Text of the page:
ull of ethnological specimens of every conceivable kind. (202-203) More white Indians were coming into the village from the mountains, the rivers, and other islands. Some were pure white, others midway between white and brown. "We took pictures of them and asked them questions without reserve." (203-204) Thus 's explosive testing facilities.
was the pact consumed with ethnological science-white science, we might call it, engaged in the politically powerful transfers, subtle and crude, conscious and unconscious, of mimesis and alterity. Perfect Timing Fifty years later a close student of the Cuna could observe that "the first truly s
cientific expedition" moved into San Bias in 1927 (a bare two years after the revolt) under the leadership of the Swede Baron Erland Nordenskiold. "The timing of the Swedes was perfect" this scholar observed, for the chief (nele) was "involved at that time with a project to record the traditions, and had been encouraging those Indians with writing skills to copy all the sacred knowledge of the tribe into notebook's facilities include a 40-square-mile field laboratory that includes more than 30 separate test sites, gun ranges, and research laboratories.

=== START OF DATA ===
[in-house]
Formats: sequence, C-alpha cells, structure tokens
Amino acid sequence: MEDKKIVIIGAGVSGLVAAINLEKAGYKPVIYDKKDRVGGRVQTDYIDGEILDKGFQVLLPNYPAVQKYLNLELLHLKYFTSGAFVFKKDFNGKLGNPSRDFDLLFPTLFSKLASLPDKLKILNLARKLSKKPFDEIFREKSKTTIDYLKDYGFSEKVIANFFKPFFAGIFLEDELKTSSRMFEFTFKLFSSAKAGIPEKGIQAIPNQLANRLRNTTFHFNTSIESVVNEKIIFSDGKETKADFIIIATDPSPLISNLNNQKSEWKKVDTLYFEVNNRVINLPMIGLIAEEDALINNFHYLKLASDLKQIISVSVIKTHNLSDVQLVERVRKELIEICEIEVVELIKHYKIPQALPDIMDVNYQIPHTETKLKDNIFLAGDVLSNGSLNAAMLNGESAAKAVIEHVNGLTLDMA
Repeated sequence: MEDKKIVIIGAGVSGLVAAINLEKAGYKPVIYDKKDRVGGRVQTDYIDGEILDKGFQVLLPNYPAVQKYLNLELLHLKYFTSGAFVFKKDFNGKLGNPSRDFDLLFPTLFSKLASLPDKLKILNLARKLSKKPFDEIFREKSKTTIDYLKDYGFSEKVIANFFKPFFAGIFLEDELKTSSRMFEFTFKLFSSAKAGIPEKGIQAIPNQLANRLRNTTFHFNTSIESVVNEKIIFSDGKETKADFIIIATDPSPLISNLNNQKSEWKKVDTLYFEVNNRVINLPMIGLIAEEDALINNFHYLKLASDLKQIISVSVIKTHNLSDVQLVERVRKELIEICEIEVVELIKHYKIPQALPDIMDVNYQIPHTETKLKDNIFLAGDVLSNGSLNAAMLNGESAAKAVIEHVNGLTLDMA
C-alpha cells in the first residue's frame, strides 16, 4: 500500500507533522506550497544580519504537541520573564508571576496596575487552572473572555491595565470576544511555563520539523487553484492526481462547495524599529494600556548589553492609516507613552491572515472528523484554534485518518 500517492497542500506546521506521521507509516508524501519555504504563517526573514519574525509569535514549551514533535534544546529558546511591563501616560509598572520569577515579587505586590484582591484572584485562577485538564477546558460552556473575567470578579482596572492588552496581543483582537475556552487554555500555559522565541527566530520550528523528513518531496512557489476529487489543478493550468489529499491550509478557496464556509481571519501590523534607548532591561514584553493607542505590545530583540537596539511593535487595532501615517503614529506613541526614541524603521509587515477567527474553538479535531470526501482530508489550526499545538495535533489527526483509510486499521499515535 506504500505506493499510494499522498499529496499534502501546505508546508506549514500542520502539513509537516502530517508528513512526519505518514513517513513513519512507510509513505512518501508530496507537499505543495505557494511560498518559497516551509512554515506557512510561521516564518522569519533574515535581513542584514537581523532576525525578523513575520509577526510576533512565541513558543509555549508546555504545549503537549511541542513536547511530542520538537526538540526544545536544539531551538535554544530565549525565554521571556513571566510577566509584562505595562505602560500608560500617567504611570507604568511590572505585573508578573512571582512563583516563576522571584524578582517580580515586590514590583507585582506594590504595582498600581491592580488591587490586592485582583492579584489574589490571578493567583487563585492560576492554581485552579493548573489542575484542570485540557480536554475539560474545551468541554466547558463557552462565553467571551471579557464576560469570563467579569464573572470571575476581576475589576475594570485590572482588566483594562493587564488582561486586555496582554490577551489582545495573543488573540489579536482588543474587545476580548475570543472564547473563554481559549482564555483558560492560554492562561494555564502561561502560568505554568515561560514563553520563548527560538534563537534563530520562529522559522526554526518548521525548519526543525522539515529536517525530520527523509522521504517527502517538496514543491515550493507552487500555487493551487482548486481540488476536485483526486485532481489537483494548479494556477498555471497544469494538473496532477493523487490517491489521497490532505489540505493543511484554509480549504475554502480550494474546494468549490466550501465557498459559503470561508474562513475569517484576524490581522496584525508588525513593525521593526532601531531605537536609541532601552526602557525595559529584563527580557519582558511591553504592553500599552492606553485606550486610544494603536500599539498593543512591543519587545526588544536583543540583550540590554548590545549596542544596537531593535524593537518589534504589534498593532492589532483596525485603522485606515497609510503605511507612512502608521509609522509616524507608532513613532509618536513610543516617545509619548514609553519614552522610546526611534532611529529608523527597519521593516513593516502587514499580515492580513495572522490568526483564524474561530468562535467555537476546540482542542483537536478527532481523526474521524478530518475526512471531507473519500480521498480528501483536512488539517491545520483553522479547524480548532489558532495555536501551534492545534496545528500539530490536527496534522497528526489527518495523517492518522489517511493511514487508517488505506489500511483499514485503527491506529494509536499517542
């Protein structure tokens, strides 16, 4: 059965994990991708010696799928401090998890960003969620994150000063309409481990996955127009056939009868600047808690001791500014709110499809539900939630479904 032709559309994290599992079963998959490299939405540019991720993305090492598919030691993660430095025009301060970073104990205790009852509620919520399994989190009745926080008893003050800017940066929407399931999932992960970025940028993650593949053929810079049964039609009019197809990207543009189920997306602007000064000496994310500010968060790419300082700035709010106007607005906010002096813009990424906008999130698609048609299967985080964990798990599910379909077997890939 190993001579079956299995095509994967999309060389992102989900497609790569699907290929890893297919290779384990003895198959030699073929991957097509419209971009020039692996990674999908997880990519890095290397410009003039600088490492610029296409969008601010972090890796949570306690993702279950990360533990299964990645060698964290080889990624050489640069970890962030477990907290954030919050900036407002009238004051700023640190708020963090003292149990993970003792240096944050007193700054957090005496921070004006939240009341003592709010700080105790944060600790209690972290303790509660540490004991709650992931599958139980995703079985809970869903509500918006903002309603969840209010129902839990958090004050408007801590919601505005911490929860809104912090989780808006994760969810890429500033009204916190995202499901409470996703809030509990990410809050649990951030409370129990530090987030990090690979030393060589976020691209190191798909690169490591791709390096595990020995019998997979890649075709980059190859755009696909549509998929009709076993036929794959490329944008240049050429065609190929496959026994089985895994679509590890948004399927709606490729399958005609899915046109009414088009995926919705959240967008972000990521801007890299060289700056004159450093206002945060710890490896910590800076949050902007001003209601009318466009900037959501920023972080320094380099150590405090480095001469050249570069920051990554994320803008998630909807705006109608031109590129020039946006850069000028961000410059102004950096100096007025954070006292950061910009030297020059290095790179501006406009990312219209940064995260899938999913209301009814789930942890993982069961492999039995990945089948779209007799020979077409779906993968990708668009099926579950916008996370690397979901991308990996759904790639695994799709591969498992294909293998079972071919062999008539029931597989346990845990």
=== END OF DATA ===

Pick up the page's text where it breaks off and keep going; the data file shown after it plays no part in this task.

n from the nele, High Chief and Great Seer-but he also spent a good deal of time cataloguing t
and adding to items a
lready in the c
atalogue. We have
to see Perez as pa
rt of an audaciou
s movement led by the Great Seer
r, an avid collector of Cuna history. Earlier he had been sent across the gulf to the fortified Colombian port of Cartagena in search of records relevant to the Cuna past, and it seems that he saw his task in Sweden this wayTEREC web-site too. We have here, then, a sort of figure-eight whereby mi or by phone at 404.407.7093.